Story by MC2 Michael Lopez, NMCB-3 Public Affairs
PORT HUENEME, Calif.
-- Seabees assigned to Naval Mobile Construction Battalion (NMCB) 3 conducted Command Post Exercise (CPX) 2 on Naval Base Ventura County, Port Hueneme, Aug. 26-30, as part of the battalion's Fleet Response Training Plan
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Seabees assigned to Naval Mobile Construction Battalion (NMCB) 3 transport a patient during a simulated mass casualty drill as part of Command Post Exercise (CPX) 2 on Dozer Field at Naval Base Ventura County, Port Hueneme, Aug. 29. (Photo by MC2 Michael Lopez)
The exercise challenges NMCB-3's command and control (C2), communications and timely decision making capabilities through real-world scenarios, and ultimately ensures the battalions readiness to respond to major combat operations.
Similar to a carrier strike group's Composite Unit Training Exercise and Joint Task Force Exercise certification process, CPX is one in a series of training events leading to the battalion's final graded Field Training Exercise (FTX), which certifies the battalion can deploy. NMCB-3 conducted CPX-1 July 15-19.
For this exercise, were working to ensure the battalion can operate in an austere environment on its own while running off its own equipment, said U.S. Army Cpt. Jeffrey Ginther, from Carmel, Indiana, NMCB-3s assistant operations officer. We can fortify our camp and provide our own power while emphasizing training to enhance our C2 capabilities with our tactical headquarters and tactical operations center training to handle whatever missions may come our way while operating in such an environment without outside support.
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Hospital Corpsman 3rd Class Jackson Moede, from Wheatland, Wyoming, assigned to Naval Mobile Construction Battalion (NMCB) 3, updates a patient status tracker during a simulated mass casualty drill as part of Command Post Exercise (CPX) 2 on Dozer Field at Naval Base Ventura County, Port Hueneme, Aug. 29. (Photo by MC2 Michael Lopez)
CPX-2 included critical real-world training events such as communicating with tribal leaders, a mass casualty, and a chemical, biological, and radiological attack all of which require Seabees to lean on their training and respond appropriately.
CPX-2 had a very similar focus as CPX-1, said Ginther. It was centered around the C2 capabilities of the Battalion. Since CPX-1, various watch teams have worked together to refine their procedures and to grow as a team. This iteration was a crucible using more complex and stressful scenarios to test the watch teams.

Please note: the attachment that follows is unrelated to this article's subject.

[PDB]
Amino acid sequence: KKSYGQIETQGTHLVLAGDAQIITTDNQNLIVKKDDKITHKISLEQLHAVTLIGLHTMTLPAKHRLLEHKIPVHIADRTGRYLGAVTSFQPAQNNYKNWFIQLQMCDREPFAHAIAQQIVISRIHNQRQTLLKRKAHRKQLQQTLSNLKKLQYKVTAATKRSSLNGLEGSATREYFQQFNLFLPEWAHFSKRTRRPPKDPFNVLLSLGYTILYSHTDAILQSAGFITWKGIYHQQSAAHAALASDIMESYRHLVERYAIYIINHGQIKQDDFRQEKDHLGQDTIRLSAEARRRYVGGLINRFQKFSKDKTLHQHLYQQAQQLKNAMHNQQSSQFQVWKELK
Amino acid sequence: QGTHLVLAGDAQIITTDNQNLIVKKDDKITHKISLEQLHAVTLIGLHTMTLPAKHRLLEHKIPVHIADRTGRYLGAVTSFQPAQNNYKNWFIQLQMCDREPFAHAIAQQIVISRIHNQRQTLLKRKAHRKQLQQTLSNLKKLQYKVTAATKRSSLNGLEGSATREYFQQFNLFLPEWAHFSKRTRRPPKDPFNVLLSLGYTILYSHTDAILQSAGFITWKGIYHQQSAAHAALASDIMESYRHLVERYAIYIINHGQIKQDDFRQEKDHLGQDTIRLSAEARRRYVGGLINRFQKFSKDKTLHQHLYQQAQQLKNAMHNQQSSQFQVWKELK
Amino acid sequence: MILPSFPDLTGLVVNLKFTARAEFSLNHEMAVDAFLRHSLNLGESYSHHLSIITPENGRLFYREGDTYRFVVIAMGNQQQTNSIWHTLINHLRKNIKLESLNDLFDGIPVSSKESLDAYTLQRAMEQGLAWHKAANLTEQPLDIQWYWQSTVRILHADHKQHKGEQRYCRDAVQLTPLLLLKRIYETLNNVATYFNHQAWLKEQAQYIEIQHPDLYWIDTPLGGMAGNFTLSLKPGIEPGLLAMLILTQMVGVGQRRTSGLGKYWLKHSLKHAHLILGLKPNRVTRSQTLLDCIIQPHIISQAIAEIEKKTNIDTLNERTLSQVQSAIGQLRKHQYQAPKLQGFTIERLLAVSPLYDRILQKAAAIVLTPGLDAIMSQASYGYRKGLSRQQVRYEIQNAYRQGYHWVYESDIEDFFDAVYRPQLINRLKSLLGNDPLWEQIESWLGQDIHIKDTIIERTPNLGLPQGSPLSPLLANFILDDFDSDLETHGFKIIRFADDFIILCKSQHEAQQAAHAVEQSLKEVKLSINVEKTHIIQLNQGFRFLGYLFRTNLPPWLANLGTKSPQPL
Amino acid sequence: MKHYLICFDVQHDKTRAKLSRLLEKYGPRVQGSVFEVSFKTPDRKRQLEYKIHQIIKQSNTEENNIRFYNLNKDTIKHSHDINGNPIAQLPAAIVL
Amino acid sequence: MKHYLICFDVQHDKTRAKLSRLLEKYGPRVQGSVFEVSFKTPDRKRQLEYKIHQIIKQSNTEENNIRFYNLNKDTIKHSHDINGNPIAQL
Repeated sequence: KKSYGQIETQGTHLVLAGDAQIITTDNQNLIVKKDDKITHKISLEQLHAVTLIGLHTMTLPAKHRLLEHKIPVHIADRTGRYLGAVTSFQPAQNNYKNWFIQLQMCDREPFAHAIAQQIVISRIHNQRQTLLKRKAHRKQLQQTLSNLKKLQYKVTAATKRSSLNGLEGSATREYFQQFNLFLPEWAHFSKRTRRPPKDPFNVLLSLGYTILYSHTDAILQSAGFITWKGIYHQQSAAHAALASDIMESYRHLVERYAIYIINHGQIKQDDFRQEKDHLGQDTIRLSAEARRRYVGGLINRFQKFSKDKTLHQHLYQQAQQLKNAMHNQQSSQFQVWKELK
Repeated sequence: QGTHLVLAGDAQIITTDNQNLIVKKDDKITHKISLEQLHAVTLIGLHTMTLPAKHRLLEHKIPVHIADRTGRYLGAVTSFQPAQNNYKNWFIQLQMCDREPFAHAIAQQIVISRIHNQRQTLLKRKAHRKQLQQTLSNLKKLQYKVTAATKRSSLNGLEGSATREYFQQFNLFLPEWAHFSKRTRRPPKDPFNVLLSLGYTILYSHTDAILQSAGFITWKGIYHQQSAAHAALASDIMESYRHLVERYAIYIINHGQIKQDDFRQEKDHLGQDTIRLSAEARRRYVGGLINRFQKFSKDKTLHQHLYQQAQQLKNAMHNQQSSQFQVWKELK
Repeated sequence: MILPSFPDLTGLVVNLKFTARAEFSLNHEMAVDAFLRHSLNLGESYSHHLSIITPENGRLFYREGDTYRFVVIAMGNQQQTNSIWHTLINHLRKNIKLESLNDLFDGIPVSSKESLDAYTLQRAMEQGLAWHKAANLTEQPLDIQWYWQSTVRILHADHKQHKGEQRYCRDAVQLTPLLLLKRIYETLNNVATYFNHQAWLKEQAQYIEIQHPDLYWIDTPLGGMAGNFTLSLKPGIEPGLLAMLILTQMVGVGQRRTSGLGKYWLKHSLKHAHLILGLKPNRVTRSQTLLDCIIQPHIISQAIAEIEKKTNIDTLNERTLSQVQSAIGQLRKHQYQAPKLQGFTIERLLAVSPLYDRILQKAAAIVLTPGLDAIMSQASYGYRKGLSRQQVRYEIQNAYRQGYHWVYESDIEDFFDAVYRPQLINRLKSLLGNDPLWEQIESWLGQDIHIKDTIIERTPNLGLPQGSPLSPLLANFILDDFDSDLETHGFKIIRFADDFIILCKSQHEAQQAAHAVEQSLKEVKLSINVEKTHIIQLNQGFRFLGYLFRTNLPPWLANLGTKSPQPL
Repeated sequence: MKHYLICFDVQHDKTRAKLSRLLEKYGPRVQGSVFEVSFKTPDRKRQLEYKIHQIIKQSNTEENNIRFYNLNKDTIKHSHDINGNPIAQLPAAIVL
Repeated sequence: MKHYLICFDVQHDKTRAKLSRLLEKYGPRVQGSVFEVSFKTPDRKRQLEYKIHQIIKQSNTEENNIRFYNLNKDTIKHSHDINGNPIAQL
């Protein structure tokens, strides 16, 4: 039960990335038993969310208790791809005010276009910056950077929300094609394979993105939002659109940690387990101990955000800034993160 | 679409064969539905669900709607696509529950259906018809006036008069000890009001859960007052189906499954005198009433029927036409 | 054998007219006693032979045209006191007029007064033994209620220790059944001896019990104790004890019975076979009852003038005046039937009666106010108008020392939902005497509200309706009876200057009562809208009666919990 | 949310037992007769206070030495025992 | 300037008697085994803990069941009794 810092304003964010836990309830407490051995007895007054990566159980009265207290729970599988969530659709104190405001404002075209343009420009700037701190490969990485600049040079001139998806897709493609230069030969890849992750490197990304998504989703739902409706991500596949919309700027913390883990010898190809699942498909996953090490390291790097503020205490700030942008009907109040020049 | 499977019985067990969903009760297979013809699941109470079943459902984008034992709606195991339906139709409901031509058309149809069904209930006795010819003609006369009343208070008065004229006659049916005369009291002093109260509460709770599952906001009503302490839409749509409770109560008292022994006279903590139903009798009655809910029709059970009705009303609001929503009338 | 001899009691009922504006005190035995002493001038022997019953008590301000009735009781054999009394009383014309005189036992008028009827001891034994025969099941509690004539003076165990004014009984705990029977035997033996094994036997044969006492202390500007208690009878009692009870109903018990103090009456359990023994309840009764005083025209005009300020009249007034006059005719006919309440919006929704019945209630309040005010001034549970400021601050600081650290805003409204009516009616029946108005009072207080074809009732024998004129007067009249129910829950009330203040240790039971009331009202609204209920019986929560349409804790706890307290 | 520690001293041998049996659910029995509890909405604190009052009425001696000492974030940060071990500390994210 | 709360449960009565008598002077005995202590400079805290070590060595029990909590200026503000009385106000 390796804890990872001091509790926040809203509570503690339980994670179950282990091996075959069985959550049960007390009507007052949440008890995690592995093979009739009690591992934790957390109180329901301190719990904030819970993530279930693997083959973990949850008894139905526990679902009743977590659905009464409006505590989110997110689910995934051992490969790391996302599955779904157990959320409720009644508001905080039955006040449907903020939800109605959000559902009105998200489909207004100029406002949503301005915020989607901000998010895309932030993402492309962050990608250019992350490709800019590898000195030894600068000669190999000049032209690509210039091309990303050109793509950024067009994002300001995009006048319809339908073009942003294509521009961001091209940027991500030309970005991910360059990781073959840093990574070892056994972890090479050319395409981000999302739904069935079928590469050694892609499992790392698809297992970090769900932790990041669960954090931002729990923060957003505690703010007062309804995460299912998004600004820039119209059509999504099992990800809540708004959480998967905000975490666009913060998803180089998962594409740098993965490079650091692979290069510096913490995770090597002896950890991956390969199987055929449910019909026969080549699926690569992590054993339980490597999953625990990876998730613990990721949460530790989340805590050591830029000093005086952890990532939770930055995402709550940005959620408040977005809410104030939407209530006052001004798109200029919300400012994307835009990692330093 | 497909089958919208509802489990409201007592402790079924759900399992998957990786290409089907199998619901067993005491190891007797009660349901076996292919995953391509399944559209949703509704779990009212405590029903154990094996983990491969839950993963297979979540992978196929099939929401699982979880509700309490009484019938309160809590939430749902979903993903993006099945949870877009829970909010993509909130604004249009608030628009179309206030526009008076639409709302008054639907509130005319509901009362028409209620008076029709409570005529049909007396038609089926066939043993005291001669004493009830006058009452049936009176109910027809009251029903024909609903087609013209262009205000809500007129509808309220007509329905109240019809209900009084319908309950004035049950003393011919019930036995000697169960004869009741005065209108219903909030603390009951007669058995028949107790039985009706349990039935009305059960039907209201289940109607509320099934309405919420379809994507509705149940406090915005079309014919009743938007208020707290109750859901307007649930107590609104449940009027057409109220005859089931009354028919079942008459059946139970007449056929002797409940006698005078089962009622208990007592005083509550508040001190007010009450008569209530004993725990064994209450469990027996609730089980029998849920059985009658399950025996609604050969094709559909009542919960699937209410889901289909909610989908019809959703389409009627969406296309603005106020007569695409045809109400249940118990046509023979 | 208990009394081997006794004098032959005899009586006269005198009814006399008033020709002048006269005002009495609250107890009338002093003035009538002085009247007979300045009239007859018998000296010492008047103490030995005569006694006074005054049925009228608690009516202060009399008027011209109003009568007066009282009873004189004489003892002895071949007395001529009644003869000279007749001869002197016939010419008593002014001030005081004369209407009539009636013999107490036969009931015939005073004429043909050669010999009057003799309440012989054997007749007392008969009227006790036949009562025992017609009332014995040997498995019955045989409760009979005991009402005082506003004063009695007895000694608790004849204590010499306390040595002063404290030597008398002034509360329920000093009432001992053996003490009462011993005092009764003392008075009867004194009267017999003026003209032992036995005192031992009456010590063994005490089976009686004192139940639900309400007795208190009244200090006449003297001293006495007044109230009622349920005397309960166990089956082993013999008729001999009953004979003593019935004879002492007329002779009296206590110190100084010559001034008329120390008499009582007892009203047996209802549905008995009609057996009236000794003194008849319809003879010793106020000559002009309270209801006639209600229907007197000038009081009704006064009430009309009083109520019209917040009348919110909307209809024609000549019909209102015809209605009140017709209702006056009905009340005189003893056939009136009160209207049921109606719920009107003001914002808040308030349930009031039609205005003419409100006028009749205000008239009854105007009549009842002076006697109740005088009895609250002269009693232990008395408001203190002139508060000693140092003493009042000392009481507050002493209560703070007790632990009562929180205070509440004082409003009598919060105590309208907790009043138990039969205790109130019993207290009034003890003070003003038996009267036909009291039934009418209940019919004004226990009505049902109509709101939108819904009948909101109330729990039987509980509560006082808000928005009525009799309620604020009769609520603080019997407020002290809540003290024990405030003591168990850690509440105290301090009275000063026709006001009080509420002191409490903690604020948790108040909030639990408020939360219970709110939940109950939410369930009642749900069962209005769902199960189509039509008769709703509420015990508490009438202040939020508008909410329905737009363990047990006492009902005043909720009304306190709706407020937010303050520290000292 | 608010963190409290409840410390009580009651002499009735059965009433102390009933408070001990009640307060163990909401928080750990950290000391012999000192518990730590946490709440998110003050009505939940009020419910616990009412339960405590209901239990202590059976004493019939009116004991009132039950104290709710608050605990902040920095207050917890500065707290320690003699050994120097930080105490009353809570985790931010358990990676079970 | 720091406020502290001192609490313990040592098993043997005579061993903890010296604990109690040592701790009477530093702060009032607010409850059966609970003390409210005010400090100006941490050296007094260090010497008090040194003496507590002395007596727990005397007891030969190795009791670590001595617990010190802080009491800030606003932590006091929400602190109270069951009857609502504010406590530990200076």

Hospital Corpsman 2nd Class Balofoma Wembakpete, from Tampa, Florida, said this was especially apparent during the mass casualty scenario.
These things happen quickly and were tested on how well our first responders react, said Wembakpete. They need to be quick to render aid and transport patients to a triage point where they can be assessed based on how critically they are injured so that we can get them the care they need. On top of that, we need to make sure were accurately tracking the patients and evacuations and reporting those statuses back to the tactical headquarters and combat operations center.
Wembakpete said the scenario proved challenging to more junior Seabees with limited experience and emphasized the importance of training and exercises.
The biggest takeaway is to keep training and have a mindset to always be ready so that when the time comes you can remain calm and let that training take over to allow you to respond quickly and proficiently, said Wembakpete. Thats what will save lives.
Ginther shared Wembakpetes sentiments and said that he saw the training pay off first hand.
The Seabees participating in the exercise worked well as teams to adapt and overcome all the challenging scenarios which were placed before them, said Ginther. There was so much improvement that if one were to look at the teams at the beginning of CPX-1 and the teams at the end of CPX-2, they may question if it was the same battalion.
Each company within the battalion was entrusted with an area of responsibility in order to effectively defend the camp and perform their specialties.
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Hospital Corpsman 3rd Class JoseHector Audelo, from Glendale, Arizona, assigned to Naval Mobile Construction Battalion (NMCB) 3, records patient information during a simulated mass casualty drill as part of Command Post Exercise (CPX) 2 on Dozer Field at Naval Base Ventura County, Port Hueneme, Aug. 29. (Photo by MC2 Michael Lopez)
Headquarters Company is responsible for maintaining C2, and acts as the central hub of communications and tasking for the battalion. While Seabees in Alfa and Charlie Companies take care of civil engineering support equipment and vertical construction, Bravo Company focuses on camp maintenance and security these Seabees make up the quick reaction force, which enforces the camps defensive perimeter. Finally, Air Detachment, a company that is prepared to mount out in response to major combat operations within 48-hours, was co-located with the battalion for the exercise while training and planning for a real-world response.
NMCB-3 will use the lessons learned during the exercise to formulate creative solutions for following CPXs as well as the battalion's upcoming FTX.
NMCB-3 is home-ported in Port Hueneme, California. Seabees are the expeditionary engineering and construction experts of the naval service. They provide task-tailored, adaptable and combat-ready engineering and construction forces that deploy to support global Navy objectives.
For more information about Seabees and NMCB-3, visit http://seabeemagazine.navylive.dodlive.mil or https://www.facebook.com/NMCB3/